How to Prevent Separation Anxiety in Your Dog When Returning to Work

Whilst many of us are enjoying being at home with our dogs, some of us are also wondering how our dogs will behave when we return back to work. We're seeing various questions including: My dog is already showing signs of separation anxiety when I leave the house for essentials, what do I do? Will my dog gain separation anxiety from being around me for so long? My dog has separation anxiety and we previously formed a routine but now that’s broken, what do I do?

Whilst it may be a struggle to form a routine with such restrictions, there are a few things you can start putting into place to ensure your dog transitions smoothly when you do go back to work.

Firstly, here are some common signs of separation anxiety to keep an eye out for with your own dog:

- Barking, whining and howling when you leave.
- Chewing, digging and being destructive.
- Increased heart rate, heavy breathing, panting and excessive drooling.
- A sudden need to go to the toilet.
- Pacing in an obsessive pattern.
- Scratching doors, door frames and carpets.
- Jumping up on windowsills to find a way to get out.

Do ensure you speak to your vet to rule out any medical problems and sometimes accidents in the house or odd behaviour can be a sign of infection or a health condition.

But if you are noticing that your pet is showing signs of separation anxiety or you simply don’t want them to get too attached to you working from home, here are some things you can do:

Develop a Morning Routine - A Walk First Thing

Developing a morning routine that you can maintain once you go back to work is essential to reducing anxiety in your dog. Taking them for a brisk walk first thing can help your dog expel the energy they’ve built up from a good night’s sleep. Make your walks more rigorous by introducing a dog backpack with extra weight in. The idea is for them to come back exhausted so you can leave them in a quiet resting mode whilst away.

Reduce The Attention and Give Them Some Downtime

We’re all guilty of it. Especially since many of us are indulging in the fact we get to spend a lot more time than normal with our furry friends. But this can have a huge impact on your dog developing separation anxiety.

Showering them with a large amount of attention that they won’t get once you’re back at work can give dogs a false sense of security. Plus lead to a greater risk of separation anxiety when owners eventually return to normal working life. By controlling how often you spoil your dog with attention and allowing them to have periods of downtime to themselves, you’re providing them with the basic steps to a smoother transition.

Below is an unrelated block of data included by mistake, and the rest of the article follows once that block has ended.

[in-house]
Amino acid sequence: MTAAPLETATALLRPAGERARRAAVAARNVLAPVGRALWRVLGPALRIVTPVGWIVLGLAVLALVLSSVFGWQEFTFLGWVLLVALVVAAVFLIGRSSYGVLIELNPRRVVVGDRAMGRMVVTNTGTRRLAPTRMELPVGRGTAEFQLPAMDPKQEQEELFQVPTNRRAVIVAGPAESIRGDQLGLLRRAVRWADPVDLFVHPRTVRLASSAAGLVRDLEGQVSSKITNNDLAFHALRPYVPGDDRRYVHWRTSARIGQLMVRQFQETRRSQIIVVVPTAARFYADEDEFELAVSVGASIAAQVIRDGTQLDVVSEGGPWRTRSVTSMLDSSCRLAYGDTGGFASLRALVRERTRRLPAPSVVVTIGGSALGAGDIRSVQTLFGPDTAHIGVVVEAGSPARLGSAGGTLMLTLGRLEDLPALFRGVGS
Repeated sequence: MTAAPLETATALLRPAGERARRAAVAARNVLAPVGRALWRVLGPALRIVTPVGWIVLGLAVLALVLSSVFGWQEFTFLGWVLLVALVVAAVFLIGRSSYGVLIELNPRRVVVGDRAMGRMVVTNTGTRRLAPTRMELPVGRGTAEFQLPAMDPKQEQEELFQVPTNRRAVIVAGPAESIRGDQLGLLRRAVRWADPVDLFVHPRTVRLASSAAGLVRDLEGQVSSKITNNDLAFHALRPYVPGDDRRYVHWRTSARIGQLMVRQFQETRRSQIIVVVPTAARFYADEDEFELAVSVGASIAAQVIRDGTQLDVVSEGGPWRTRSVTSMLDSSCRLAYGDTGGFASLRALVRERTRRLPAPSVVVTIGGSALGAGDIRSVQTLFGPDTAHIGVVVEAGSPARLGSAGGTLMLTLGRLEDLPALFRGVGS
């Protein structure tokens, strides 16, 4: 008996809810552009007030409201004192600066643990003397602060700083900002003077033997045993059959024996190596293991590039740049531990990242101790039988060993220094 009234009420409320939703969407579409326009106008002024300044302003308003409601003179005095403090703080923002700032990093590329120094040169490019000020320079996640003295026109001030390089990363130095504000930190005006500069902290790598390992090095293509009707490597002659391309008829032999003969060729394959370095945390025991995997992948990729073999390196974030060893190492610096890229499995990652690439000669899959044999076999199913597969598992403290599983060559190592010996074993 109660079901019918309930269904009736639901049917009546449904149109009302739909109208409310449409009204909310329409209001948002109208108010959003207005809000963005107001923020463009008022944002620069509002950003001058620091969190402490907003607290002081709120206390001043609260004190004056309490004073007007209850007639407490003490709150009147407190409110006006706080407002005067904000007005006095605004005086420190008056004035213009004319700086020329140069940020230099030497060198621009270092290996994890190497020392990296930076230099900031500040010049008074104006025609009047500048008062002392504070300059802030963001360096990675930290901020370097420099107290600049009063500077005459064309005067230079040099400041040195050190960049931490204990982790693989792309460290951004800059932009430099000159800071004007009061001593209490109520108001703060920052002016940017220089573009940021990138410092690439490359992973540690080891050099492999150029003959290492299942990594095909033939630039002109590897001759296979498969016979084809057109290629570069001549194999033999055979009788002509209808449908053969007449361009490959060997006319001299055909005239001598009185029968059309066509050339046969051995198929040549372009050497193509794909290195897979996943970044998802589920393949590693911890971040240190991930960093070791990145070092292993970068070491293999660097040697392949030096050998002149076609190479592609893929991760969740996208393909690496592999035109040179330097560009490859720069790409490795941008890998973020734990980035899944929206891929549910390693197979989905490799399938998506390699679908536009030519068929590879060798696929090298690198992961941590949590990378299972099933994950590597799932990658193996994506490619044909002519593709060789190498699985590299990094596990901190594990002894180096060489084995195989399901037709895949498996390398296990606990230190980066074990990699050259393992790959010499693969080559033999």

Create a ‘Leaving Regime’

This one is pretty important. If your dog is developing separation anxiety or they already have it, creating a routine that sends your dog small signals to when you’re leaving can help reduce the anxiety. Dogs pick up on certain repeated routines you perform (sometimes subconsciously!) and when you break those actions they can become more anxious.

For example, they haven’t seen you put your shoes on and now suddenly the front door is closing etc. Keeping a ‘leaving regime’ can settle your dog into knowing that you’re leaving. Whether you’re popping outside to your car, going into the garage and to the shops for essentials, practise performing your ‘leaving for work’ routine to get them into that cycle.

Soothing Sounds

Now, this is something many dog owners do before they leave the house and lots of them swear by it! That’s not to say that the soothing sounds of waves are sending your dog into a deep hypnotic sleep. But that constant sound can reduce other more spontaneous and unfamiliar sounds that may unsettle your dog. Leaving the radio or tv on is a great way to help relax your dog and can be something you introduce into your ‘leaving routine’ so they know once the radio goes on its downtime.

Time Apart

We know it’s hard during this time to have time apart from your dog when we have to stay home. However, there are a few opportunities you can take to ensure your dog has some time alone. Opportunities that you can do at home such as;

- Washing your car.
- Short walks without the dog.
- Mowing the lawn/ sitting in the garden.
- Tinkering in the garage.
- Organising the shed.
- Even being in a separate part of the house.

All these opportunities can be as short as 30 minutes to 1 hour breaks to simply introduce or reintroduce time apart from your dog.

Returning

Being calm when you return home can reduce the tension your dog has built up whilst you’ve been away. It can be hard but actually ignoring your dog for a few minutes whilst you enter the door can be beneficial to reduce their over-excitement combined with anxiety from when you left.

The trick is to stay calm like arriving and departing isn’t a big deal and your dog will soon learn from your body language that there’s nothing to worry about. These are just a few things you can do whilst in quarantine to ensure you can control your dog’s separation anxiety or prevent them from gaining it.

Some of these tips are harder to do than others but even just practising a couple is a step in the right direction for an easy transition period for when you go back to work.

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